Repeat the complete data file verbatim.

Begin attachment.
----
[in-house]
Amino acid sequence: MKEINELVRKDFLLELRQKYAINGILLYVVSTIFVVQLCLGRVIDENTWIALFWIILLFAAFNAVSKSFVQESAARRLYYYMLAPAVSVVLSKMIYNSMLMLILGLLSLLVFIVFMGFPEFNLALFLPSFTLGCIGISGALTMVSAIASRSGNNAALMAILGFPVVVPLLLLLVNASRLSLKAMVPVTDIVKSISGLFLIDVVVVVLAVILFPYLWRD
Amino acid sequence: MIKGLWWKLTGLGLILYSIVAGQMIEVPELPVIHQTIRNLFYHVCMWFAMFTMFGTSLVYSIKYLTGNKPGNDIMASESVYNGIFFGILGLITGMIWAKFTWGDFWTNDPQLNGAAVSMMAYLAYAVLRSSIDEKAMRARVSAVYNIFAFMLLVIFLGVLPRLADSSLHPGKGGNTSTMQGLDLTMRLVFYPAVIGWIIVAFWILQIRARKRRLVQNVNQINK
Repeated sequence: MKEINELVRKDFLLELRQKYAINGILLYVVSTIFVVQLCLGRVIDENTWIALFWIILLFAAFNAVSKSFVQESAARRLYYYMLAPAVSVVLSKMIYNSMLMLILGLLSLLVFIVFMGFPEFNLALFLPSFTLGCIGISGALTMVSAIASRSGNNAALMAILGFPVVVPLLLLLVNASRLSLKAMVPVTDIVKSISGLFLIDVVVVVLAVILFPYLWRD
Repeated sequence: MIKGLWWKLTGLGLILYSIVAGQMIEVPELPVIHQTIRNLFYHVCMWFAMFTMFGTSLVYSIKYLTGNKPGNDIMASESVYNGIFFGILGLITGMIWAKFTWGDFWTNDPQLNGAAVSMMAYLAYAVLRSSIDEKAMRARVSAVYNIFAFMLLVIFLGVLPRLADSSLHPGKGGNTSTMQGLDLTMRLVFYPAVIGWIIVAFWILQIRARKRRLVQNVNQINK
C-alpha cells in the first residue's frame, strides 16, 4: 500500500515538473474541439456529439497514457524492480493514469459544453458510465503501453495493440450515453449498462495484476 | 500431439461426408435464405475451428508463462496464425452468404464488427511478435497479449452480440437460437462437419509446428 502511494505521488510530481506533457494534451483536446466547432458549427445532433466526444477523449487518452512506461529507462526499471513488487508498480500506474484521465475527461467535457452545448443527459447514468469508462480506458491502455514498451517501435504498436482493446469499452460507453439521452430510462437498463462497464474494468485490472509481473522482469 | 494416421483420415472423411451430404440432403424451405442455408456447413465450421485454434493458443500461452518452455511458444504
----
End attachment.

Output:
[in-house]
Amino acid sequence: MKEINELVRKDFLLELRQKYAINGILLYVVSTIFVVQLCLGRVIDENTWIALFWIILLFAAFNAVSKSFVQESAARRLYYYMLAPAVSVVLSKMIYNSMLMLILGLLSLLVFIVFMGFPEFNLALFLPSFTLGCIGISGALTMVSAIASRSGNNAALMAILGFPVVVPLLLLLVNASRLSLKAMVPVTDIVKSISGLFLIDVVVVVLAVILFPYLWRD
Amino acid sequence: MIKGLWWKLTGLGLILYSIVAGQMIEVPELPVIHQTIRNLFYHVCMWFAMFTMFGTSLVYSIKYLTGNKPGNDIMASESVYNGIFFGILGLITGMIWAKFTWGDFWTNDPQLNGAAVSMMAYLAYAVLRSSIDEKAMRARVSAVYNIFAFMLLVIFLGVLPRLADSSLHPGKGGNTSTMQGLDLTMRLVFYPAVIGWIIVAFWILQIRARKRRLVQNVNQINK
Repeated sequence: MKEINELVRKDFLLELRQKYAINGILLYVVSTIFVVQLCLGRVIDENTWIALFWIILLFAAFNAVSKSFVQESAARRLYYYMLAPAVSVVLSKMIYNSMLMLILGLLSLLVFIVFMGFPEFNLALFLPSFTLGCIGISGALTMVSAIASRSGNNAALMAILGFPVVVPLLLLLVNASRLSLKAMVPVTDIVKSISGLFLIDVVVVVLAVILFPYLWRD
Repeated sequence: MIKGLWWKLTGLGLILYSIVAGQMIEVPELPVIHQTIRNLFYHVCMWFAMFTMFGTSLVYSIKYLTGNKPGNDIMASESVYNGIFFGILGLITGMIWAKFTWGDFWTNDPQLNGAAVSMMAYLAYAVLRSSIDEKAMRARVSAVYNIFAFMLLVIFLGVLPRLADSSLHPGKGGNTSTMQGLDLTMRLVFYPAVIGWIIVAFWILQIRARKRRLVQNVNQINK
C-alpha cells in the first residue's frame, strides 16, 4: 500500500515538473474541439456529439497514457524492480493514469459544453458510465503501453495493440450515453449498462495484476 | 500431439461426408435464405475451428508463462496464425452468404464488427511478435497479449452480440437460437462437419509446428 502511494505521488510530481506533457494534451483536446466547432458549427445532433466526444477523449487518452512506461529507462526499471513488487508498480500506474484521465475527461467535457452545448443527459447514468469508462480506458491502455514498451517501435504498436482493446469499452460507453439521452430510462437498463462497464474494468485490472509481473522482469 | 494416421483420415472423411451430404440432403424451405442455408456447413465450421485454434493458443500461452518452455511458444504